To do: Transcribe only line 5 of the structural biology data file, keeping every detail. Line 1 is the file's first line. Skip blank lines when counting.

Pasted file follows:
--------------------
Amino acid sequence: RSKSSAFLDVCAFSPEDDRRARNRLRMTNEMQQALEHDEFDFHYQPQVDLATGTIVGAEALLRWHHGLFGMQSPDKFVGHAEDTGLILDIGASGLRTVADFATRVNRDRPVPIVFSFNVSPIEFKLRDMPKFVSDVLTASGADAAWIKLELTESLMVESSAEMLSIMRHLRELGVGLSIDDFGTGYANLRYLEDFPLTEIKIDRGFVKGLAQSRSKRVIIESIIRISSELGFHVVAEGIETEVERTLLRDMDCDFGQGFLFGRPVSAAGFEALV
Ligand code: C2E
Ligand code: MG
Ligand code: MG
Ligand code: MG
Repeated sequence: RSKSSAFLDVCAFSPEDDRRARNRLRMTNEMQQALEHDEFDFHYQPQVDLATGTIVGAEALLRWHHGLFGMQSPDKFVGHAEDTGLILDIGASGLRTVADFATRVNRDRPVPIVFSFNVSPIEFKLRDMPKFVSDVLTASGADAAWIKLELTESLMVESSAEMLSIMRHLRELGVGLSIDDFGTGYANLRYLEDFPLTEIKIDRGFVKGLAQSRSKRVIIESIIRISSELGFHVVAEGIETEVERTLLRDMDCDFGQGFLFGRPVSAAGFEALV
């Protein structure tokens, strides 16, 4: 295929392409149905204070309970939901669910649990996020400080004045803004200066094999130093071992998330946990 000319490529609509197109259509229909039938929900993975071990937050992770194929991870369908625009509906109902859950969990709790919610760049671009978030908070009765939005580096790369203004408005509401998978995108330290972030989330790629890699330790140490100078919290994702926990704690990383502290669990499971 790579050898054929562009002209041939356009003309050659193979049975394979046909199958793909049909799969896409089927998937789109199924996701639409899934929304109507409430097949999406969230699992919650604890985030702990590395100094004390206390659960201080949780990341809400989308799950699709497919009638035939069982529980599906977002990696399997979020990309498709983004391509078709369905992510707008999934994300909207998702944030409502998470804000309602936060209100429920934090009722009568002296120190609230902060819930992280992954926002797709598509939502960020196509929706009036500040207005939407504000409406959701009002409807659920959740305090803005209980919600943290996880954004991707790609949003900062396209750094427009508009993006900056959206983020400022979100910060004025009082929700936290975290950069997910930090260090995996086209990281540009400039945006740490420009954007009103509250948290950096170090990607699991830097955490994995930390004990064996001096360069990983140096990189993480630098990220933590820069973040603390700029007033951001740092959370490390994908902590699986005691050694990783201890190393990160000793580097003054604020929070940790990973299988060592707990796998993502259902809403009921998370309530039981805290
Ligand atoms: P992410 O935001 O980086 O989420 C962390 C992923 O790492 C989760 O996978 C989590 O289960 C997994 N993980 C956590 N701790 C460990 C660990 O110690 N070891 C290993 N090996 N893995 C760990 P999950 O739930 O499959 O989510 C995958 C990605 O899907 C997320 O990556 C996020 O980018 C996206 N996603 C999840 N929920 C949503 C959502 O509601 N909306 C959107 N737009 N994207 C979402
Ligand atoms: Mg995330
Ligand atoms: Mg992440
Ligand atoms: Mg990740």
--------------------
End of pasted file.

Ligand code: MG